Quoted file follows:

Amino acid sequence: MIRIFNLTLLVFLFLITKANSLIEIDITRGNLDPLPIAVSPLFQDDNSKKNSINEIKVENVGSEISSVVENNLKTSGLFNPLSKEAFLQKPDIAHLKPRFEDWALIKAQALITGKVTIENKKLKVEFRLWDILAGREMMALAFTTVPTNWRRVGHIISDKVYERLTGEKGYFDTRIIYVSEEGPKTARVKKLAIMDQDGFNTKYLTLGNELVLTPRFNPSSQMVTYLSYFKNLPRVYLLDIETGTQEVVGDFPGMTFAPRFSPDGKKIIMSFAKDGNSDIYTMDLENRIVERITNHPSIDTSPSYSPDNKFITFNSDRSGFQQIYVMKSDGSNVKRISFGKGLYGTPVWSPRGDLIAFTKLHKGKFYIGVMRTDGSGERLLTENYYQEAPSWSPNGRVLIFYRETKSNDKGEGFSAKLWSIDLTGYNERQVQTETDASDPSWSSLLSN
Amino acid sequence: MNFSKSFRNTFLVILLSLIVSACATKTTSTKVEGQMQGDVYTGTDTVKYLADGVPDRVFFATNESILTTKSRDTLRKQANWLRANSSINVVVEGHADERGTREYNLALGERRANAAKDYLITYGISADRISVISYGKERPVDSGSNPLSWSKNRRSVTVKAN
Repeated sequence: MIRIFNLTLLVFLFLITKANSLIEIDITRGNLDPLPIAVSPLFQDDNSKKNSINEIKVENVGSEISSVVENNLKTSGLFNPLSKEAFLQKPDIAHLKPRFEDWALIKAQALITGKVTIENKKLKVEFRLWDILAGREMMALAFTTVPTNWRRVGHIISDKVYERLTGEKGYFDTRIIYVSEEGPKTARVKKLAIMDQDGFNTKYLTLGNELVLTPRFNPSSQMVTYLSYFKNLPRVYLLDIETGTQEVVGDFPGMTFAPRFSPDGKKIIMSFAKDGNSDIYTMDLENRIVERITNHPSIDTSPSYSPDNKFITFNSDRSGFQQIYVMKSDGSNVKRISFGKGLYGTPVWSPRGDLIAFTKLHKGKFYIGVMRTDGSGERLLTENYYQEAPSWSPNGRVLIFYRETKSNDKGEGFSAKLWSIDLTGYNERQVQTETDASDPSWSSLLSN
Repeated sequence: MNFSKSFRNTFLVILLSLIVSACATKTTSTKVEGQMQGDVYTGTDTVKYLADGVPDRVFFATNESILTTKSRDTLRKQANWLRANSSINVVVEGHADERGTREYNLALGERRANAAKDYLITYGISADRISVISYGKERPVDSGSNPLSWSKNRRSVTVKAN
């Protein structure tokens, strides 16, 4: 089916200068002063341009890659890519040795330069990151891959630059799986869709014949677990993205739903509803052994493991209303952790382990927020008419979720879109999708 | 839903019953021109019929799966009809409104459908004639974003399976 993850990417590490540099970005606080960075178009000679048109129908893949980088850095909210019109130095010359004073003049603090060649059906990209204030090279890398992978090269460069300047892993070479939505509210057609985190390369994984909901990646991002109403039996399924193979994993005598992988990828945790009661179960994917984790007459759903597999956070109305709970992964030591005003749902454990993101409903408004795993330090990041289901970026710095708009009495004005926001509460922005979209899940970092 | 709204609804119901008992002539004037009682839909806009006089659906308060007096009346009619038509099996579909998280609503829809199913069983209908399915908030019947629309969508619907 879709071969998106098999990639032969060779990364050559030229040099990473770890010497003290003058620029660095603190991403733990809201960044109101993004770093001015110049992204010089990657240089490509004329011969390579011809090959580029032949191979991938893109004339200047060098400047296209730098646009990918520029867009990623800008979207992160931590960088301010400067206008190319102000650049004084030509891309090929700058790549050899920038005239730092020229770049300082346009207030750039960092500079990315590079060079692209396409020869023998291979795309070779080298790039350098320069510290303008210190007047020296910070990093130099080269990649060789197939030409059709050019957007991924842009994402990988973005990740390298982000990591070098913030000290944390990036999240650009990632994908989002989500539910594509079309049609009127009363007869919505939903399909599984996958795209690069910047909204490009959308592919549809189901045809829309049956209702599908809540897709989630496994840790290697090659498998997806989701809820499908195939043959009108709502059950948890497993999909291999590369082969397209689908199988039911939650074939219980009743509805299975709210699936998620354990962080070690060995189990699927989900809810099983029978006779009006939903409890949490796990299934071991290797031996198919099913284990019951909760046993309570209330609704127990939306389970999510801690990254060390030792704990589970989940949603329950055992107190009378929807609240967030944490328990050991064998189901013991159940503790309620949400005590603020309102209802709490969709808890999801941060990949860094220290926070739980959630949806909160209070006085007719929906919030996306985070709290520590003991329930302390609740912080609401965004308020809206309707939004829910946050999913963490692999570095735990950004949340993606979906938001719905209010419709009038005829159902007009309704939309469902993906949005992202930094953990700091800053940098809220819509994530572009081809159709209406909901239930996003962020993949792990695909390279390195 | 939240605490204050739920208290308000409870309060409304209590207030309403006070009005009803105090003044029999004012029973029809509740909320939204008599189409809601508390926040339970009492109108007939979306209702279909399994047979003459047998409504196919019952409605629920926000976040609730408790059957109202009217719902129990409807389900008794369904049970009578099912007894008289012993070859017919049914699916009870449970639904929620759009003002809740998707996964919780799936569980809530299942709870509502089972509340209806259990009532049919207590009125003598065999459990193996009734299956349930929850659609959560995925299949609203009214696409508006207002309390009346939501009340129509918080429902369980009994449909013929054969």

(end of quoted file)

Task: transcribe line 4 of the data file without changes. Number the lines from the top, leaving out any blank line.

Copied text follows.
Repeated sequence: MNFSKSFRNTFLVILLSLIVSACATKTTSTKVEGQMQGDVYTGTDTVKYLADGVPDRVFFATNESILTTKSRDTLRKQANWLRANSSINVVVEGHADERGTREYNLALGERRANAAKDYLITYGISADRISVISYGKERPVDSGSNPLSWSKNRRSVTVKAN